Govt approves $174 million bailout package for Air India
The cabinet today approved a $ 174 million bailout for loss-making national carrier Air India as part of deal committing the airline to a major cost-cutting programme. The civil aviation ministry said in a statement that the $174 million equity infusion would be made in two phases.india Updated: Feb 18, 2010 16:20 IST
The cabinet on Thursday approved a 174-million-dollar bailout for loss-making national carrier Air India as part of deal committing the airline to a major cost-cutting programme.
The civil aviation ministry said in a statement that the eight billion rupee (174 million dollar) equity infusion would be made in two phases.
"The company is currently struggling to address costly legacy assets, a weakening revenue stream and high-cost structure resulting in rising liabilities," the statement said.
The money would help ease the company's cash-flow difficulties and mean it will not have to turn to financial markets to borrow funds at expensive rates.
The state-run airline declared a $ 1.19 billion net loss for the year to March 2009 on account of the global economic downturn and reduced passenger traffic.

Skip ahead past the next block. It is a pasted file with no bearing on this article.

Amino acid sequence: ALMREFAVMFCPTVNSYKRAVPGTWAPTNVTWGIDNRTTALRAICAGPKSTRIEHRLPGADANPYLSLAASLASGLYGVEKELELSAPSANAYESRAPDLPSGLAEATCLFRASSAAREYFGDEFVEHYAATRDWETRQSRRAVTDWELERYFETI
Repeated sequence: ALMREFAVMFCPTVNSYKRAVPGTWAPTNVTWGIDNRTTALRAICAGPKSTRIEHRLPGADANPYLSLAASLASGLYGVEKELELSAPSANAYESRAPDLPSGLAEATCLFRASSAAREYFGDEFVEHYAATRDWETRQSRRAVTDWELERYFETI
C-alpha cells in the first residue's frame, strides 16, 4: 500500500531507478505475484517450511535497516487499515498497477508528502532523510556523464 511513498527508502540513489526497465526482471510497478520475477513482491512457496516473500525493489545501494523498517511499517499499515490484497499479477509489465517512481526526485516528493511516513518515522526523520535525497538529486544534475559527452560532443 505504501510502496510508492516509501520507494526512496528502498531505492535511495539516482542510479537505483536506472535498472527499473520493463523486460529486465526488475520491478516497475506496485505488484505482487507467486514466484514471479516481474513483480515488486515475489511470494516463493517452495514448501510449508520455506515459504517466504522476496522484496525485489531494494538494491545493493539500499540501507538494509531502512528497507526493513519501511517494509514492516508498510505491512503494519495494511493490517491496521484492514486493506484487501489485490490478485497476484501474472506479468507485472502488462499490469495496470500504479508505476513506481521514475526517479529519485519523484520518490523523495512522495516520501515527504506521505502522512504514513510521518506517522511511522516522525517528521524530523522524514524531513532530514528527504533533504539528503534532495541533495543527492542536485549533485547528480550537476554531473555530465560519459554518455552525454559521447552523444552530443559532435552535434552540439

Under the terms of the cash lifeline, the airline will reduce its fleet from 146 to 105 aircraft by March 2011, replace older aircraft, and try to save 425 million dollars in costs for the current fiscal year that runs to March.
The airline would also redeploy staff and close overseas offices as part of a restructuring plan to be monitored by the government.
Air India has recently tried to lower costs by cutting loss-making routes and rationalising wages, but it has run into stiff resistance from pilot and staff labour organisations.
In October, Civil Aviation Minister Praful Patel said the government was looking to inject more than one billion dollars into the flagship carrier in phases on the condition it undertakes a broad turnaround programme.
The airline, which merged with state-run Indian Airlines in 2007, announced plans in September to cut performance-related pay by up to 50 percent for over 7,000 employees, including top management.
But the carrier was forced to delay implementation of the plan after senior pilots staged a five-day work stoppage in protest.